In one of the entries on her blog, Ipsa Samaddar recalls brass utensils used exclusively for Durgo Pujo by her family one century ago. Connected with them is the story of Didimoni, her great-grandmother, who single-handedly transported the utensils from present-day Bangladesh to Kolkata in 1949. “Along the cross-border route, there was a checking point at Darshana station, where most belongings would be confiscated or thrown away from passengers. Somehow, Didimoni got her trunks past them,” she wrote. These utensils sit in a dusky trunk, reminding her of a woman who “… lives in my mother’s words, a brave woman I feel I’ve known all my life.” Then there is the story of the textile fabric weaved in Punjab. Called majnu khes, its knowledge was lost during Partition, since most of the weavers were Muslim, the craftspersons migrated to West Punjab (in Pakistan). For Arjunvir Singh, “[this textile] will always be his memory and the memory of a home I never saw… This Khes is my only connection to a home that could have been.”
The discovery of family objects is also the discovery of complexity. In the wider landscape of memory and history, tangible objects add to the archive of what we know of and understand about our families. Sheena, and her brother Samarth, have diligently collected every tangible history of their family. For Samarth, there is one particular photograph of their nani, clicked just days after her husband passed away, mere 10 years into their marriage. In it, she sits with an air of melancholy, one that was hard to reconcile with the cheer and joy she represented for Samarth. “My nani would have had to take care of three children, along with everything else, like property and all the family. She was depressed for around two years after his death.” He tries to picture her life: “One day she decided that this is enough; I have so many responsibilities and I need to take care of them. This exact moment [in the picture] is when she must have been sitting on her bed … and decided: ‘I have to get up on her feet right now.’” For people like Samarth, these heirlooms become a way to remain grounded to the truth.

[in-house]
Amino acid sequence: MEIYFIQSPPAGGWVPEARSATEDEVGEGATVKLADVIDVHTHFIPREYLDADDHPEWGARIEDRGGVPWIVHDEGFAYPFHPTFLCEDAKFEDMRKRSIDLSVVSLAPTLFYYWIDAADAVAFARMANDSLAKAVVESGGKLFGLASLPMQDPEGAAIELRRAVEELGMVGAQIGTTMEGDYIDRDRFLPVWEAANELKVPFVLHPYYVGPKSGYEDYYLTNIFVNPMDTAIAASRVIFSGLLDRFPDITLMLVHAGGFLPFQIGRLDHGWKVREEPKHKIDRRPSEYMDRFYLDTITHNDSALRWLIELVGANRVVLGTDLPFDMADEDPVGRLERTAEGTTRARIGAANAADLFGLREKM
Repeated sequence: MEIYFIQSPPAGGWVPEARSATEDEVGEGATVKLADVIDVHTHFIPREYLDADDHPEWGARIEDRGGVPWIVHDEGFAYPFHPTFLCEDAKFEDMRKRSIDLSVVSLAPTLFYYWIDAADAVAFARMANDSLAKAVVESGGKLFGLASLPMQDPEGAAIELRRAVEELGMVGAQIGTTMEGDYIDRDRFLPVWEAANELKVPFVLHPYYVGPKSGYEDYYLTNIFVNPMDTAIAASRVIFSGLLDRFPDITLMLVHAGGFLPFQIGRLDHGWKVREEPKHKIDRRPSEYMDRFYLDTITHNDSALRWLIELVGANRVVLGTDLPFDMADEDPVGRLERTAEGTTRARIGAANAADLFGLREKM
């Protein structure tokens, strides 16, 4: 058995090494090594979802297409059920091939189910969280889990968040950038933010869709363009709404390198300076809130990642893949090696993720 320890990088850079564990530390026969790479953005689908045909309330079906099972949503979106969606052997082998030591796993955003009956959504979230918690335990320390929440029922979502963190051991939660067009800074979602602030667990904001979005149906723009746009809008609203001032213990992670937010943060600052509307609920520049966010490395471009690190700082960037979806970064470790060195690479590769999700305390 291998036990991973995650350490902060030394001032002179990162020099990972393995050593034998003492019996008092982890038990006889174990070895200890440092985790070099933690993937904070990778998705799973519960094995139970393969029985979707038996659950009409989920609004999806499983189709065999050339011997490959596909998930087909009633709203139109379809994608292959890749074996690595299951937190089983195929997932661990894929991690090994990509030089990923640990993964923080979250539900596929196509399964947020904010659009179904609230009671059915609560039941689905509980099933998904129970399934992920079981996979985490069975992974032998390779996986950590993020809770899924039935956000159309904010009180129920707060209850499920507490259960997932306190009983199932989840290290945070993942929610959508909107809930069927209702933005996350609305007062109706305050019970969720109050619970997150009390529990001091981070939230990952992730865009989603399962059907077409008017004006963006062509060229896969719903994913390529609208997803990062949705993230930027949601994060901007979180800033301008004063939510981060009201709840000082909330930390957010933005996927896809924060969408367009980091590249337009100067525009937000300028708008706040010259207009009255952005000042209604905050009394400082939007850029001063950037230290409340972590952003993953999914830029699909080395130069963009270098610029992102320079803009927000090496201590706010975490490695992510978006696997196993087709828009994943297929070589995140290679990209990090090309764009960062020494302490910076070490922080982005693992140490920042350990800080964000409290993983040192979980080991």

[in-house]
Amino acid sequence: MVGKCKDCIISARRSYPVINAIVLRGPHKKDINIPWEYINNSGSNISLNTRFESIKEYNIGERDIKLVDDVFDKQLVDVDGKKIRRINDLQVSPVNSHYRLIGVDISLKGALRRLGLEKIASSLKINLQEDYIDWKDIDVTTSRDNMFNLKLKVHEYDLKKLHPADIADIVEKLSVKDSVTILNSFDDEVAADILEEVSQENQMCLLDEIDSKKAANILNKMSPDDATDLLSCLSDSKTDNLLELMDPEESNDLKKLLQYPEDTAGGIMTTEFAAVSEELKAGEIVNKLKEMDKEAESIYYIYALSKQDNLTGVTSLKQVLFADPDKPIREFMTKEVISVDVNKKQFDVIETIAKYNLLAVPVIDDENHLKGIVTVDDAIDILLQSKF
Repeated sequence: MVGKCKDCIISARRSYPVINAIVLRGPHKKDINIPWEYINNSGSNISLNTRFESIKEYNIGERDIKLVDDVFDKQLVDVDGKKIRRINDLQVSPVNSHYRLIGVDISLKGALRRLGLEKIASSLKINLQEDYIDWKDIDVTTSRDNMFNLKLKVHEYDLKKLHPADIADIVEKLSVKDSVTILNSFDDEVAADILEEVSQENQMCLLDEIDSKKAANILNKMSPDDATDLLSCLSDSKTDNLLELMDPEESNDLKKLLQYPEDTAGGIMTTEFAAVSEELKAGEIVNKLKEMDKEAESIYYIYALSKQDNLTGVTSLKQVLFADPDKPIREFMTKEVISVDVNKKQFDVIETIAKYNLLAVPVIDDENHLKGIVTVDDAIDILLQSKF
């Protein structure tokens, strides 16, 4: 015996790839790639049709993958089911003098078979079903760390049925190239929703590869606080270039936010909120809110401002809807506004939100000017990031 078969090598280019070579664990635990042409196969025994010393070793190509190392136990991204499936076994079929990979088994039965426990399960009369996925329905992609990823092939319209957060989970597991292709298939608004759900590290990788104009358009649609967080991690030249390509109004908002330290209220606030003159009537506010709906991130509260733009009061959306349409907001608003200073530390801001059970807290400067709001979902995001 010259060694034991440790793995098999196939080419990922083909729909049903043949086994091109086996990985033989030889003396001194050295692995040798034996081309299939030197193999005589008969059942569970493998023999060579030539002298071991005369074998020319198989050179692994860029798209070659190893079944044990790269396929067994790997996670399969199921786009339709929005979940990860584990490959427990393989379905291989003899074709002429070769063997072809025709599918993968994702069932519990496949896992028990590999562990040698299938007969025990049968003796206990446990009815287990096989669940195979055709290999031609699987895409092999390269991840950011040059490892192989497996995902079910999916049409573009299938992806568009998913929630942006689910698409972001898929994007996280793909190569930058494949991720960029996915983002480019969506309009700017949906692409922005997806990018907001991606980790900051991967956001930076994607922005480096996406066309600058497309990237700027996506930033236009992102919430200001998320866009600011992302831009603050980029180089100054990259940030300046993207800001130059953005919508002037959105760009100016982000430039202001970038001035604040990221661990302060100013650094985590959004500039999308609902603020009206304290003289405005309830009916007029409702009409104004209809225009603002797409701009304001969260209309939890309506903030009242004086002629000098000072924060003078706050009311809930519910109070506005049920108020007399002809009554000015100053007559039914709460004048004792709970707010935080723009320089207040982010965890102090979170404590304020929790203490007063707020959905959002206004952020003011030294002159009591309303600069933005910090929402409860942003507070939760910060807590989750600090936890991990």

According to Navdha, co-founder of the Museum of Material Memory, even the subtle acts of going through family albums or caressing a dupatta “encourages intergenerational conversation, verbal or non-verbal.”
For Rachel Chitra, 37, the act wasn’t exactly subtle; it involved unlearning and learning what she knew of her social identity at the age of 30 — by way of lost letters and photographs. Her great grandfather was a champion for Dalit rights, and “yet my people didn’t tell me he was Dalit, and by extension, I was Dalit,” she says. “They thought this was a matter of shame and hid it from me.” Now, Rachel is trying to learn about her caste identity, bridging the gap in her personal and social history. A sense of familiarity with her great-grandfather’s life moors Rachel to an undiscovered but critical history, giving her pride and resilience. It’s a reminder to not “let life take me down under, and to always fight back.”
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Samarth looks at his nani’s tea sets, a set of six dainty white cups with silver lines bordering them. Evening tea in the garden was his grandparents’ daily ritual carried out with biscuits and namkeen, memories of which were spoken about fondly in the family. Today, he is curious about how the culture of tea became a part of their lives, to begin with. The fine chinaware was the starting point for him to trace the culture around tea drinking – a result of colonial capitalism, urbanization, and solid marketing, thus making the British tea into Indian chai for them: “I saw my family in a new light. I could see my family at the intersections of caste, class, colonialism, and post-colonialism. I understood what it means to be modern, but at the same time, very conservative, as a family.”
The past is distilled through the prism of memory, shared memories and family stories are patched together, told, and retold to create a sense of belonging and identity.